Tuesday, September 30, 2008

Porsche's Three Stooges: 912, 924, 968

The Three Stooges: Curly, Moe, Larry (left to right)

The Three Stooges have always been misunderstood. To most people, they are slapstick buffoons with limited range and just enough talent to entertain 10 year olds. But true fans, and there aren't that many adults who will admit to being true fans, appreciate their raw talent and the blood, sweat, and tears they put into every short film.

The public's perception of the Three Stooges mirrors the perception of Porsche's entry level models: the 912, 924, and 968. These cars are seen by most car fans as imposters that barely deserve the Porsche badge on the hood. They are weak, uninspired, and unsophisticated. But for a few dedicated devotees, they are just as good, if not better, than their peers.

Porsche 912, Moe. As the oldest of the three cars, the 912 is the elder statesman, relatively speaking. It carried a 356-based four-cylinder engine, a nod to tradition (sort of like Moe's Vaudeville influence). The 912 weighed 250 pounds less than the more powerful, six-cylinder 911, thus improving balance, gas mileage, and arguably, the fun factor.

Porsche 924, Larry. Larry is perhaps the most talented of the Stooges but is heavily underrated, even ignored. This is the story of the 924. With rear drum brakes and an engine from a VW van, the car's internals were not pretty. It was by no means a traditional sports car. People questioned its heritage and wondered aloud whether the front-engined, water cooled 924 was a "real" Porsche. Similarly, Larry Fine was not related to the Howard brothers, Moe and Curly. But with its simpler design and lower maintenance costs (than the 944), the 924 is finally getting some well-deserved respect from weekend racers and hobbyists.

Porsche 968, Curly. Plump performer. That perfectly describes Curly and the 968. They both weigh much more than their brethren and yet they seem to have more energy and power than Moe (912) and Larry (924). And as the last front-engined Porsche coupe, so dies a legend that may never see an equal. R.I.P.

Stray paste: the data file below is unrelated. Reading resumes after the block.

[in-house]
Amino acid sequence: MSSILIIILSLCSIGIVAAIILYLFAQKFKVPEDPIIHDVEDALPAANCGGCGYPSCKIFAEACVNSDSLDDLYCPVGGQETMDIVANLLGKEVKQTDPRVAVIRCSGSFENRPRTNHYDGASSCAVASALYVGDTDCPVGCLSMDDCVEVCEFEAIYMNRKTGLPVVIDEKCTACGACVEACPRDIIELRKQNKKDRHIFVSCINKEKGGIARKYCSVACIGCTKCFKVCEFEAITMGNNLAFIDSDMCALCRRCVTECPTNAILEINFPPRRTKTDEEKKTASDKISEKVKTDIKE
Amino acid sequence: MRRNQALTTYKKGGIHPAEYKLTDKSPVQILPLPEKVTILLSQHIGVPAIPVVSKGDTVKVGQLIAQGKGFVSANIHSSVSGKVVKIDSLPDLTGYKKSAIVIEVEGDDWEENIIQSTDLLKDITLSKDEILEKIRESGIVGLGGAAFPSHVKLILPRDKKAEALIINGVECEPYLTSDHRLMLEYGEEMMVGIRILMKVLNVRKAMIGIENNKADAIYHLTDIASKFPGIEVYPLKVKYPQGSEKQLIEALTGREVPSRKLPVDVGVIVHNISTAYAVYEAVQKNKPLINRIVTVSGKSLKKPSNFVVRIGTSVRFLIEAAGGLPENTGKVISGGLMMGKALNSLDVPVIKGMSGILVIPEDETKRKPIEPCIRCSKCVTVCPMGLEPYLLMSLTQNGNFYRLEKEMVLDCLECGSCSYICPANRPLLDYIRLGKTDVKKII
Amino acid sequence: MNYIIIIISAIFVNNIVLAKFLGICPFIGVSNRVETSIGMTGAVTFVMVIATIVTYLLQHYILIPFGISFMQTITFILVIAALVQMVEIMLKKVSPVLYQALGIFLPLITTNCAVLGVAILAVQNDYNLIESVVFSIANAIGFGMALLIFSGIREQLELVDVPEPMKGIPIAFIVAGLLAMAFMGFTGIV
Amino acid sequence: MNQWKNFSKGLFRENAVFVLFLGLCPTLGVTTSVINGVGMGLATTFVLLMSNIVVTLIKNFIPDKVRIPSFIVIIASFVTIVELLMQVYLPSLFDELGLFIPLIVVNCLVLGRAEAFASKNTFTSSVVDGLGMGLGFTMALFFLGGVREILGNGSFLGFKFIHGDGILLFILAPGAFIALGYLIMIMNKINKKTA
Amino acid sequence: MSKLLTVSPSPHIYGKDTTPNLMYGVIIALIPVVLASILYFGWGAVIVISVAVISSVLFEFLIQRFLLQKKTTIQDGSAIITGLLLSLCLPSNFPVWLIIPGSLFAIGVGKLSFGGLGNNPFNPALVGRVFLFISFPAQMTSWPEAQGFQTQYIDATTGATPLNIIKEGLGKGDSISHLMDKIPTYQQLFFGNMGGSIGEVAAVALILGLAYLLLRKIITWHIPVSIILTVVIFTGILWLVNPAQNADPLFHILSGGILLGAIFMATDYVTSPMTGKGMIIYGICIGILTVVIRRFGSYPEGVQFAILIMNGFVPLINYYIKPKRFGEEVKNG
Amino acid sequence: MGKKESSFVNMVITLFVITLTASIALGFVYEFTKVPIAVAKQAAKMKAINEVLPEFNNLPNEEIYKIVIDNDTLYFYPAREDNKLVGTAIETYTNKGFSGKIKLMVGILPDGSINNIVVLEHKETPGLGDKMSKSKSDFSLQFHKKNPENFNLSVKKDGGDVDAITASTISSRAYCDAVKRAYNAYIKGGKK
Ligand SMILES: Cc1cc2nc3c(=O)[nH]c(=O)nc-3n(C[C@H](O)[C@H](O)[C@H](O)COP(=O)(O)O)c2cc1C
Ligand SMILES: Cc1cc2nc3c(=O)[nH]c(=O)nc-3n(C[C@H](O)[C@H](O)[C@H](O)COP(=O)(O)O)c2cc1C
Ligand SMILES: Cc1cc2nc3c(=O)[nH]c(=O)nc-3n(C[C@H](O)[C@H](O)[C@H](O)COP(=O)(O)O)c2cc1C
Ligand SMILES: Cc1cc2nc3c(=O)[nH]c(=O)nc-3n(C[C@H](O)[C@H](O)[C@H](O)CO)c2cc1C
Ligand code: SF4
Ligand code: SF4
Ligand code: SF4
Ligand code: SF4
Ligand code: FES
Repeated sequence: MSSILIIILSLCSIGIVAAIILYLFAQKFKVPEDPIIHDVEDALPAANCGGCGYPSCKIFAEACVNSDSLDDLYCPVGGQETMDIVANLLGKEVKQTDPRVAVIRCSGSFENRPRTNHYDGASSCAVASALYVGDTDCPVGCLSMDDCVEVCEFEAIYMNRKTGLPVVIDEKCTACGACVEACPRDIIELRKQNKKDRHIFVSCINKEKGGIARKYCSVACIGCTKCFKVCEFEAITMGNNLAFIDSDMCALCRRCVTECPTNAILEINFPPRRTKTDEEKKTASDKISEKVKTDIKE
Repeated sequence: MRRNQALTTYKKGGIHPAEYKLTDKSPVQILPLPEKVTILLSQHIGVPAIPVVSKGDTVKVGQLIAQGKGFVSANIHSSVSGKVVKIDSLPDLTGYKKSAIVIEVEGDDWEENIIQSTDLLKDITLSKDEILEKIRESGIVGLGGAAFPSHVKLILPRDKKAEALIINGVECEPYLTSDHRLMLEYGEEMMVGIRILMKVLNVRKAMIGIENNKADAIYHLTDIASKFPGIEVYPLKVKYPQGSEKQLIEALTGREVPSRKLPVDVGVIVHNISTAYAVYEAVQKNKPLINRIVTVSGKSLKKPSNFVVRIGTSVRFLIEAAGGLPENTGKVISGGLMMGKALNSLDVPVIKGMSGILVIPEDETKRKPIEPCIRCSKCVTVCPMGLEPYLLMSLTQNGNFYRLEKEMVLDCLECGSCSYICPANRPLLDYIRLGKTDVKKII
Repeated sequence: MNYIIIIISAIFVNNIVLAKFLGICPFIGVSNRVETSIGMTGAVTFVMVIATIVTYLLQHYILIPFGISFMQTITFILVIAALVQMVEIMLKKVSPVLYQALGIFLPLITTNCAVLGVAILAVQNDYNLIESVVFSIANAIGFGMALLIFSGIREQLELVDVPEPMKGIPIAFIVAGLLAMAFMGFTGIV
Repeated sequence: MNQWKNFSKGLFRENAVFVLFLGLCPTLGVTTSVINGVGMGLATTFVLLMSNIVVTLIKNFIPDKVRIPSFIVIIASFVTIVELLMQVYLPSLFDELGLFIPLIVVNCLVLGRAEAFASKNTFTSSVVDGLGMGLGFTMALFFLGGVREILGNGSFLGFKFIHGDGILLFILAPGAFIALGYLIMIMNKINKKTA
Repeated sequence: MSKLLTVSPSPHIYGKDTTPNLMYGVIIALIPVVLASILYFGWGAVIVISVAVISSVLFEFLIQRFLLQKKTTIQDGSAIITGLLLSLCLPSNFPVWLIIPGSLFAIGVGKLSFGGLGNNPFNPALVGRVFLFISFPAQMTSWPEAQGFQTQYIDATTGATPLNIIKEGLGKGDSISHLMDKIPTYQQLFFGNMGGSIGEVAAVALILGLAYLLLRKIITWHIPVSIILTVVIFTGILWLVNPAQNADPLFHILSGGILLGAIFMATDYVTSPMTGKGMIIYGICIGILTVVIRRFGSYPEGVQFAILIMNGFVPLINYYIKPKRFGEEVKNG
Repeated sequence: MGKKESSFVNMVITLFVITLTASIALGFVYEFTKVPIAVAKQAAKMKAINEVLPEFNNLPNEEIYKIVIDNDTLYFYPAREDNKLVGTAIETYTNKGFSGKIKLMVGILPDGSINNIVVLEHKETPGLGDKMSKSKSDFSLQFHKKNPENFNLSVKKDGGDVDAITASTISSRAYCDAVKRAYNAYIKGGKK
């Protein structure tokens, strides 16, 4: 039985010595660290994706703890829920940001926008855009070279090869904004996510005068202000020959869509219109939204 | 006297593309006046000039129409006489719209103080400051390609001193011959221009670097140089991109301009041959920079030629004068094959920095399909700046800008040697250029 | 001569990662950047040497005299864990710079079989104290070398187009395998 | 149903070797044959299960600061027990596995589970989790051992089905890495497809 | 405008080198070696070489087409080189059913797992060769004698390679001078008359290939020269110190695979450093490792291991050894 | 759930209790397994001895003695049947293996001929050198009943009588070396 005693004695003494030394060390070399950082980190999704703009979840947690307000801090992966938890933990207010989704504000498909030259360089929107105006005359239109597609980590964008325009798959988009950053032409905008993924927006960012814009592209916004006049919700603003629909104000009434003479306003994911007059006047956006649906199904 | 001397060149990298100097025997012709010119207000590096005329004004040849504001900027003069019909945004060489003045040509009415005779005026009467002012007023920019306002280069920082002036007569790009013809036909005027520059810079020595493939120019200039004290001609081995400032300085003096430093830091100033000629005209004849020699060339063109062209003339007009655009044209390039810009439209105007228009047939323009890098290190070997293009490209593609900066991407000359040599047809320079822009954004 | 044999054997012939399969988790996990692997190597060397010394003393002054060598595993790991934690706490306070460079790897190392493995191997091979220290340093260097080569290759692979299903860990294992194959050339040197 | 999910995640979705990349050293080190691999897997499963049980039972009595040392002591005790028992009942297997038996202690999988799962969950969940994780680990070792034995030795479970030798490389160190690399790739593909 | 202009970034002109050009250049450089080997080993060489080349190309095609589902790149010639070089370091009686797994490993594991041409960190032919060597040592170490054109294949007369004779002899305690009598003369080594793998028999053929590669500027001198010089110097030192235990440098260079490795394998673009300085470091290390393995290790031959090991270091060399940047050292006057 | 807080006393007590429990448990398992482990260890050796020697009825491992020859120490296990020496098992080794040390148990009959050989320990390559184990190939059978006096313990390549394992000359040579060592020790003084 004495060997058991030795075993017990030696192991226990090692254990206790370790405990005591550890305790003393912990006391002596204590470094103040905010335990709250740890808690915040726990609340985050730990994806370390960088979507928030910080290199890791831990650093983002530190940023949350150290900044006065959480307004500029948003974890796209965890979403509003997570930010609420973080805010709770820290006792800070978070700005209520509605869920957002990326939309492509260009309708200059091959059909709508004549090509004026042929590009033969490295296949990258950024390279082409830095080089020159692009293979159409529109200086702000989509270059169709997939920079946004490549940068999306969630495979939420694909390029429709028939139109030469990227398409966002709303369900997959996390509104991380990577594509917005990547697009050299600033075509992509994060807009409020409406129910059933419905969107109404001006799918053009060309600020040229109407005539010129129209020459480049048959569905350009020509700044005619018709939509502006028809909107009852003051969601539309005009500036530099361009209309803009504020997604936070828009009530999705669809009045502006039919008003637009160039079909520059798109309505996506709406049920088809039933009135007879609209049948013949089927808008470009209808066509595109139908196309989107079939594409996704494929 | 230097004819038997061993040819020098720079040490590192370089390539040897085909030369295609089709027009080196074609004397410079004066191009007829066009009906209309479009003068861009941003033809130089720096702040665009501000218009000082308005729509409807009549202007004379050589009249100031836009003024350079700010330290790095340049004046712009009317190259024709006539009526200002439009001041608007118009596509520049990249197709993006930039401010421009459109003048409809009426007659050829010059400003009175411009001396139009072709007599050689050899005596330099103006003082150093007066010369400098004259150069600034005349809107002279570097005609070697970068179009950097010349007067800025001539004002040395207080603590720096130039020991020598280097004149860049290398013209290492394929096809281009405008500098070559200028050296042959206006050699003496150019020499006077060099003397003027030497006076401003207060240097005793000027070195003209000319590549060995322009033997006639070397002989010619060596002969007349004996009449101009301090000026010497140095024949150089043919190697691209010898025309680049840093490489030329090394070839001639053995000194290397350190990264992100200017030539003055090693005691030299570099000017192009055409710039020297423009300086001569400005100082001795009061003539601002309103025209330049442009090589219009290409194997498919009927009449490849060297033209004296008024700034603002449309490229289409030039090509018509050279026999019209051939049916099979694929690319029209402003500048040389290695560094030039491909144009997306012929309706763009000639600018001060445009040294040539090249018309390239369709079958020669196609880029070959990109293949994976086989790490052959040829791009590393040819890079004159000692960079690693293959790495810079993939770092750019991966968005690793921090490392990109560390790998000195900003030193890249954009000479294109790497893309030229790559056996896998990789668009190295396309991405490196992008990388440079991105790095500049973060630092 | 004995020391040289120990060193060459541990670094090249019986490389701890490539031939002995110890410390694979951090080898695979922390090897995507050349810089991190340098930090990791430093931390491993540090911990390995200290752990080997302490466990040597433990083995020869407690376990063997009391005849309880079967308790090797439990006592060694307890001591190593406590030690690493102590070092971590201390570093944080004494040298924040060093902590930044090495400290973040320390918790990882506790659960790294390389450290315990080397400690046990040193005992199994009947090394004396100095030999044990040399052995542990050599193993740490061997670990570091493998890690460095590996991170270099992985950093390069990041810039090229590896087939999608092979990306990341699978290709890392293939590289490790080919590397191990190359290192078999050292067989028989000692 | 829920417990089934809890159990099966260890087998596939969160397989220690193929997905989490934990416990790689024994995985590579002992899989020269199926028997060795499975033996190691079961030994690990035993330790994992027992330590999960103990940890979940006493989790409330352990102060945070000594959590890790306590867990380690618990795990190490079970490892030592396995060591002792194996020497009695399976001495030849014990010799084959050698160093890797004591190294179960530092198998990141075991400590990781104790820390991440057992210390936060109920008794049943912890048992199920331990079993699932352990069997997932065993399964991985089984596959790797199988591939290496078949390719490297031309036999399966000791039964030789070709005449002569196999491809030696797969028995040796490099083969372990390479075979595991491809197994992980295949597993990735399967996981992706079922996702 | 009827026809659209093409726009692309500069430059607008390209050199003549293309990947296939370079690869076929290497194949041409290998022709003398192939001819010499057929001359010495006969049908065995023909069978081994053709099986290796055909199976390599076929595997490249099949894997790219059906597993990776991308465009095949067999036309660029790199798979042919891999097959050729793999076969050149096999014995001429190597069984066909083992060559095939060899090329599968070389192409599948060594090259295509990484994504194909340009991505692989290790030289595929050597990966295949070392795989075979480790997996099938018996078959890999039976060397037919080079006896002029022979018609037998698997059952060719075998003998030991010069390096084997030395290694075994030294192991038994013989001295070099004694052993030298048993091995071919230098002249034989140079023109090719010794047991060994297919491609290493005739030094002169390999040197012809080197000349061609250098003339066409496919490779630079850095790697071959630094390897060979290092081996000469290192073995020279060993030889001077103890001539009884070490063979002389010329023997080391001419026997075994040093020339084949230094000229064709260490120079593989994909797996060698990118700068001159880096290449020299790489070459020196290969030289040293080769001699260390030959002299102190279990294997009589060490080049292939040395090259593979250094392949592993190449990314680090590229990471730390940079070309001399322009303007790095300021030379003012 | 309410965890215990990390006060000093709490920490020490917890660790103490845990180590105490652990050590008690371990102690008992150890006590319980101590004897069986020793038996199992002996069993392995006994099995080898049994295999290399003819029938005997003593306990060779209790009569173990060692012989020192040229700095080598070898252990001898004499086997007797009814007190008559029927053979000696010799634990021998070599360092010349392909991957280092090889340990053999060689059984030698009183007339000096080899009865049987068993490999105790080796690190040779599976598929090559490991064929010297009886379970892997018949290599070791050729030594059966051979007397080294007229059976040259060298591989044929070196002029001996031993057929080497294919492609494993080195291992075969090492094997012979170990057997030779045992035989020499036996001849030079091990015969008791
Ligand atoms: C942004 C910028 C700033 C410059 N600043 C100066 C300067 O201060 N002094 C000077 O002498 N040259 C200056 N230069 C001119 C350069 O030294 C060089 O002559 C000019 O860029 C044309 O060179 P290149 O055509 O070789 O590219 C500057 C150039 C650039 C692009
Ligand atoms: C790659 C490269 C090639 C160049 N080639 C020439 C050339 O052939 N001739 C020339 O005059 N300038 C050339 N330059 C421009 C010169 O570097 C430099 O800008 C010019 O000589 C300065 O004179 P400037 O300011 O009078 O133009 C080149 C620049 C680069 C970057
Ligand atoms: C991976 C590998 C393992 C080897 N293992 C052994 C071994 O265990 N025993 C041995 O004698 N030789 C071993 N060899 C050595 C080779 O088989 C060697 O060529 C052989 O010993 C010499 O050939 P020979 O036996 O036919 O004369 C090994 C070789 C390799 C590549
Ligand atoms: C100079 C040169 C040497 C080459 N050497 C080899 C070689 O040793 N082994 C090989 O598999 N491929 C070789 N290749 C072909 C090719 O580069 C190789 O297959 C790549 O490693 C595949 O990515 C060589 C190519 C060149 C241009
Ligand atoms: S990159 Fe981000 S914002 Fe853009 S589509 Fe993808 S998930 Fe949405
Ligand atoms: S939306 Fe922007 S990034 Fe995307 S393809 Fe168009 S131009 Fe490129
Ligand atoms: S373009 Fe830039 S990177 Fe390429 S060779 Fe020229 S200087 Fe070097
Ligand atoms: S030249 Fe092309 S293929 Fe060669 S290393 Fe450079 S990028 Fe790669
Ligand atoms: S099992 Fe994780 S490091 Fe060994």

Blogger said...

I used to drive a 1984 944 for a long time, and my head wanted to explode everytime anybody ever said the 944 and the 924 were not "real" Porsches. And then I have to explain to them...

The cars you mention are very much true Porsches and deserve to be recognized as such. Luckily the 912 now has a huge cult following world-wide, and their classic values are rising.

My belief is that the 968 was terminated by Porsche as it became an embarrasment to them: the car was dynamically better than the 911, yet much cheaper; so it couldn't afford the canabilization. The 968 Turbo was killed very quickly as this was a threat to the 911 Turbo!

My hope is one day Porsche will do a retro and resurrect the 924/944 type. But then again, I also hope they get rid of Wendeling Wedeking. (Don't get me started on THAT topic!)

Nice post, thanks!

Maxichamp said...

I don't know anything about the politics going on at Porsche. Is your gripe regarding the head of Porsche based on him diluting the brand with an SUV and a sedan?

Blogger said...

Ha, ha! I am indeed.
No matter how good these vehicles are, no matter how much profits it has made Porsche - it has damaged the brand beyond repair. Never will Porsche represent that holy grail in the minds of consumers that you and I have. The fragile position built over years of dedicated communications, heritage, exclusivity, racing and focus will always be lost. It has, become just another performance mass-brand like BMW and Audi.

The Cayenne is the worst thing that Porsche could have done. In South Africa I have seen it towing a trailer with garden refuse, here in Switzerland mommies use it to do school runs: they are usually dirty and scratched. In New Zealand a plumber uses his as a call-out vehicle, with signage etc. I have seen it towing caravans in France. I could write an essay on how this man has ruined Porsche.

Maxichamp said...

Check this out then:


Blogger said...

LOL! Very funny!